The instruments were administered to attenders through face-to-face interactions during diabetes education sessions, while postal technique was used for non-attenders and data analysis was carried out in three phases.11,13 In addition to descriptive statistics such as frequency distribution, percentages, cross tabulations, and correlations between variables that are deemed to be important in answering the research questions, Chi-square was used to compare both groups, and therefore show if there were differences between the expected and observed frequencies between the two groups. Finally, logistic regression was used to produce a model that predicts which variables might lead to non-attendance.11,12,14 As the exact p-value will be reported in the text, the α level used as a significance criterion for all the statistical tests is p≤0.05. From a positivist perspective, Statistical Package for the Social Sciences (SPSS) software (IBM, Armonk, New York, USA) was employed to analyse the quantitative data, and the results are presented below.12


Age Distribution of Participants

(Table 1), showing the age distribution of participants, revealed that the age distribution of majority of the participants ranged between 41 years and 65 years (n=137, 66%) and approximately one-fifth (n=39, 19%) were over 66 years of age. There was an equal number of females (n=7) in both groups within the age range of 40 years and below. Of the 31 participants who were under 40 years, n=19 were living alone, while n=7 were living with family. The majority of the middle-aged participants within the age range of 40 years to 65 years were living with a partner. Nevertheless, Chi-square analysis of this data showed no statistically significant association between the age of both groups and attendance behaviour: χ2 (2; N=207): 3.39, p=0.183.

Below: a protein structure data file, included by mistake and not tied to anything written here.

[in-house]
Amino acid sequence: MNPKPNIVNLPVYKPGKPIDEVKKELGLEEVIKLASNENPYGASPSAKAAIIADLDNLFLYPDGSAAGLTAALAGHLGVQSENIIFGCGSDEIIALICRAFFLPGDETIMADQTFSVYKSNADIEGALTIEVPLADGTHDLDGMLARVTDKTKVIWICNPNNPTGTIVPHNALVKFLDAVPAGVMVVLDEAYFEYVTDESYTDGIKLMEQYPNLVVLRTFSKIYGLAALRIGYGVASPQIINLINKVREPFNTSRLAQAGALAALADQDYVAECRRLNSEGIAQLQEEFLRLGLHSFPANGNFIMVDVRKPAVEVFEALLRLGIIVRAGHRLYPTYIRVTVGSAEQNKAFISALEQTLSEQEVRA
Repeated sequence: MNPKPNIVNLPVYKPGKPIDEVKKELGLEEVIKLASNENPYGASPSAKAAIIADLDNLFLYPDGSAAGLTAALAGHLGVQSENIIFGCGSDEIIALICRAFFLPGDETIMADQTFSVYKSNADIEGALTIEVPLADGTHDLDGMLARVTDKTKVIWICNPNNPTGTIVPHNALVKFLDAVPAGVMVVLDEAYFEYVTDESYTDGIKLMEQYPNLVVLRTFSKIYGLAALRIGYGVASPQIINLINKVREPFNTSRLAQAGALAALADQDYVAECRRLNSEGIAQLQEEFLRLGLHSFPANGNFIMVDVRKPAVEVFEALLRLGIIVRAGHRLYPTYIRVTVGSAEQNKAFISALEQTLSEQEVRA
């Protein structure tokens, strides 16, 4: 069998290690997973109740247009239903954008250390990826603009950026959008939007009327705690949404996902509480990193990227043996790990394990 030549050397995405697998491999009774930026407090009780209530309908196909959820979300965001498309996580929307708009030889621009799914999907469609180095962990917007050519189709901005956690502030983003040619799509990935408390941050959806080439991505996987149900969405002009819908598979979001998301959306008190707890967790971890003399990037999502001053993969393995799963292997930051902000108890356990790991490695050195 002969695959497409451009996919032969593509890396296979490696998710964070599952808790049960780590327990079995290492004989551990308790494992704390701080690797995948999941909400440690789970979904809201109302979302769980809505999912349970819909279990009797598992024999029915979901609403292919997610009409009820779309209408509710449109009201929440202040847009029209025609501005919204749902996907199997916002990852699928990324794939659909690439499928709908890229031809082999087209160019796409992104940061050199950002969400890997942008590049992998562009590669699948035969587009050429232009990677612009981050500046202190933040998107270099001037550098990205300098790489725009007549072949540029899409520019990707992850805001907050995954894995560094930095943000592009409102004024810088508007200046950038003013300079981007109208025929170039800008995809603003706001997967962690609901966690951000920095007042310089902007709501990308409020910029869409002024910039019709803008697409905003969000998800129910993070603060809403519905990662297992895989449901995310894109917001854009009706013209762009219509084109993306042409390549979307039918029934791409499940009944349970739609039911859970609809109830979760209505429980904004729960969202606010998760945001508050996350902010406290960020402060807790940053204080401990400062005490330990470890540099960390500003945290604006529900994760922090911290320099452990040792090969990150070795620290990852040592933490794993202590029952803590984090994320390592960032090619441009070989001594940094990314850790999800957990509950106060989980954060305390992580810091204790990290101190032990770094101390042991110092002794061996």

Table 1: Patient socio-demographic data.

Gender of Participants

As shown in Table 1, the gender distribution of both groups is similar. However, there were fewer males (n=10) than females. In all, 42 males were White, 23 were Asian/Asian British, and 20 were Black/Black British, while 66 females were White, 29 were Asian/Asian British, and 7 were Black/Black British. Out of this number, a higher number of males in the non-attenders group (n=21) were living alone as compared to the attenders (n=7). Overall, the data on male/female ratio of the participants in both groups showed no statistically significant association between gender and attendance behaviour: χ2 (1; N=206): 0.94, p=0.203.